South Koreans, mourning Cheonan sinking, eye North with suspicion
South Koreans ended five days of mourning with a funeral for the 46 sailors killed in the still-unexplained Cheonan sinking last month. Many Koreans are struggling with how to respond if North Korea is found to have played a role in the attack on the naval vessel.
Seoul, South Korea — South Korea on Thursday laid to rest 46 sailors killed in the unexplained sinking of a warship last month, as Koreans wrestled with how the country should respond if North Korea is proved responsible.
Since the Korean peninsula split decades ago, South Koreans and their governments have tried to balance seeking reconciliation and taking a firm line against their hostile neighbor.
President Lee Myung-bak and his wife were among the thousands gathered for the funeral, which was held at a naval base south of Seoul. With TV stations broadcasting footage of the victims’ family members openly wailing and sobbing, it marked an emotional end to a five-day national mourning period.
What happens next is an open question. The cause of the explosion that split the Cheonan, a 1,200-ton naval corvette, in two, is still being investigated by a team of international experts examining the retrieved wreckage. And though the South Korean government has vowed to take strong countermeasures, it has avoided accusing the North.
Pointing fingers at North Korea
Many South Koreans, however, are already convinced that their neighbor is the culprit.
“When I first saw it on the news, I immediately thought, ‘It’s North Korea,’ ” says Park Sang-ik, owner of a fried chicken restaurant.
Even if the investigation is inconclusive, everyone will know North Korea was involved, he says. “It wasn’t Japan.”
Choi Doo-young thinks the truth probably won’t ever be let out, because doing so could prove disastrous for the South’s economy.
“If it turns out North Korea was behind it, all the foreign investors will leave,” says Mr. Choi, who works for his family’s auto-parts trading company.
Choi says he’s even prepared for the possibility of war.
“I’m not sure how other young people feel, but if I got the call from my country, then I would go to war,” Choi says.
“My dad even said he would let me take time off from the company,” he adds, half-jokingly. “He would want to go too.”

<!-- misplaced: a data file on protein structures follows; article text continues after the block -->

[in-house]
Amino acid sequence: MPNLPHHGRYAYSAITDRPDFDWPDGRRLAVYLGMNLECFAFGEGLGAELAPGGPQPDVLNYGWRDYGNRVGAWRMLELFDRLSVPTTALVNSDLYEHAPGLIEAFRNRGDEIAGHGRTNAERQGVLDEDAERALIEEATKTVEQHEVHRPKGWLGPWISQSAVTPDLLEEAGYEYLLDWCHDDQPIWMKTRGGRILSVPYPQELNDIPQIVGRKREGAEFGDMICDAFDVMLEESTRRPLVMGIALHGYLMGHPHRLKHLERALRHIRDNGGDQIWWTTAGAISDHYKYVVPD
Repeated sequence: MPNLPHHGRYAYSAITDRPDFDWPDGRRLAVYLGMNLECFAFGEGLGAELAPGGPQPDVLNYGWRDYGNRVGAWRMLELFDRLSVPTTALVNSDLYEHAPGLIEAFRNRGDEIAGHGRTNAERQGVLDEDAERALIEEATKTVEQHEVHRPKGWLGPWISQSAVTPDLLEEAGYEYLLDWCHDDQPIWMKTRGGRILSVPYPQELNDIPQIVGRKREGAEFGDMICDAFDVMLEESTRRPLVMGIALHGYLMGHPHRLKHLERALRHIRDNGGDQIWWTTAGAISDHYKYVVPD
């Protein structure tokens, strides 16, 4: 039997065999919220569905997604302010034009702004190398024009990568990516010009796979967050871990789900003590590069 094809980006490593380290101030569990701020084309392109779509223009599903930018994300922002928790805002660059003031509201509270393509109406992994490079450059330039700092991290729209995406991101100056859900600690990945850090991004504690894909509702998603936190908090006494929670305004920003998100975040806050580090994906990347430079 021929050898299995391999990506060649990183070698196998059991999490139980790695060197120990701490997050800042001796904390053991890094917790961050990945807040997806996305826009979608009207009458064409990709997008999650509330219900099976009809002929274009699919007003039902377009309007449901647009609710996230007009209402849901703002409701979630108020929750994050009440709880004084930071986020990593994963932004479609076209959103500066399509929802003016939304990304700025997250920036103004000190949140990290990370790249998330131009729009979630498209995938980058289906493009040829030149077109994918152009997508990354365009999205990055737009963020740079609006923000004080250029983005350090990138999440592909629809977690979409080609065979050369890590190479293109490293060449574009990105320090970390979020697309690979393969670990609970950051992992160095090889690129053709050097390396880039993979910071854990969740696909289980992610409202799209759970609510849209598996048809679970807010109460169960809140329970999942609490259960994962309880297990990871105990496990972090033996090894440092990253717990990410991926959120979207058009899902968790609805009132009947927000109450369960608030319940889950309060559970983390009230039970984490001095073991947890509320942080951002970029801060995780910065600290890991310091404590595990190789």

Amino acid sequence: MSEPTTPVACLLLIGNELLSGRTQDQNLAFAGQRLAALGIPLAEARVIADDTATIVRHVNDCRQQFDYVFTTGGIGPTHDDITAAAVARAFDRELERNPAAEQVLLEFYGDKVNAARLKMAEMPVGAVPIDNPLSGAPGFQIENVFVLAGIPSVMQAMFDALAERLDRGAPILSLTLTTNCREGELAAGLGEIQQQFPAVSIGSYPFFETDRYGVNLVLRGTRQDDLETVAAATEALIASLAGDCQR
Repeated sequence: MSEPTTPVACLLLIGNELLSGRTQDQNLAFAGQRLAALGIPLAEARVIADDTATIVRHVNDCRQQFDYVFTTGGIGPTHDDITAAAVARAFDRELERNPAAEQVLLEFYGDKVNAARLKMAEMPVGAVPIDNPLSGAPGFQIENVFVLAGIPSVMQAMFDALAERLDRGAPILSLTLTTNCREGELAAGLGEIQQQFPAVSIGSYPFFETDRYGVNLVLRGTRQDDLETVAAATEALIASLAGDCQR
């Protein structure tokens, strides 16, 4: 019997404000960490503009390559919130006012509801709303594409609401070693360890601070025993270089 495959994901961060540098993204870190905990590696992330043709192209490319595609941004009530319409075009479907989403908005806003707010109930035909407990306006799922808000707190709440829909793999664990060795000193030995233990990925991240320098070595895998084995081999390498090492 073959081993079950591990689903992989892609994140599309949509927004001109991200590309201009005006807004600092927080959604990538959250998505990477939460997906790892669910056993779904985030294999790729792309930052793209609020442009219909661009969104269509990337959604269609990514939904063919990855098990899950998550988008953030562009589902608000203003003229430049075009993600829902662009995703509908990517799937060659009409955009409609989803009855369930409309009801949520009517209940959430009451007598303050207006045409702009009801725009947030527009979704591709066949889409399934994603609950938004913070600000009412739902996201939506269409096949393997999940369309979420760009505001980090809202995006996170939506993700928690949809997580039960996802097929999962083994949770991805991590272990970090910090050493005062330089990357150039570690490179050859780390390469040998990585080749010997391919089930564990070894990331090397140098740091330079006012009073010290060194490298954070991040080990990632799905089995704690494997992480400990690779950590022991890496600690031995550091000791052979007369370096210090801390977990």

Choi’s remarks are indicative of how South Korean attitudes toward the North have changed since two consecutive Seoul administrations championed a “sunshine” policy of engaging their neighbor.
Kim Jong-dae, editor of the Korean-language monthly Diplomacy & Defense In Focus, says South Koreans are growing weary of Pyongyang’s caustic rhetoric.
Recent news that North Korea has seized South Korean-owned buildings at a joint mountain resort on its soil, once an emblem of reconciliation, has also shaped attitudes toward the regime, Mr. Kim says.
If the North is found to be responsible for the Cheonan sinking, it’s unlikely that it would lead to all-out war, Kim says. But it could lead to the beginning of a new cold war with small-scale “local conflicts,” he adds. “This is a very dangerous situation.”
He thinks South Koreans would demand that their government take harsh economic action against Pyongyang, such as cutting off trade or closing a joint factory complex. They would also want an apology, Kim says, something the North has never offered.
“We have given them so much, but we get nothing in return but pain,” says Kim Kyoung-ja, expressing frustration about governments offering aid and incentives to North Korea despite its constant flouting of agreements.
Ms. Kim, who runs a convenience store, is pessimistic about the South’s options in responding if North Korea is found to have caused the sinking. “We can’t go to war,” she says. “It would be good if North Korea acknowledged what it did and apologized. But that won’t happen.”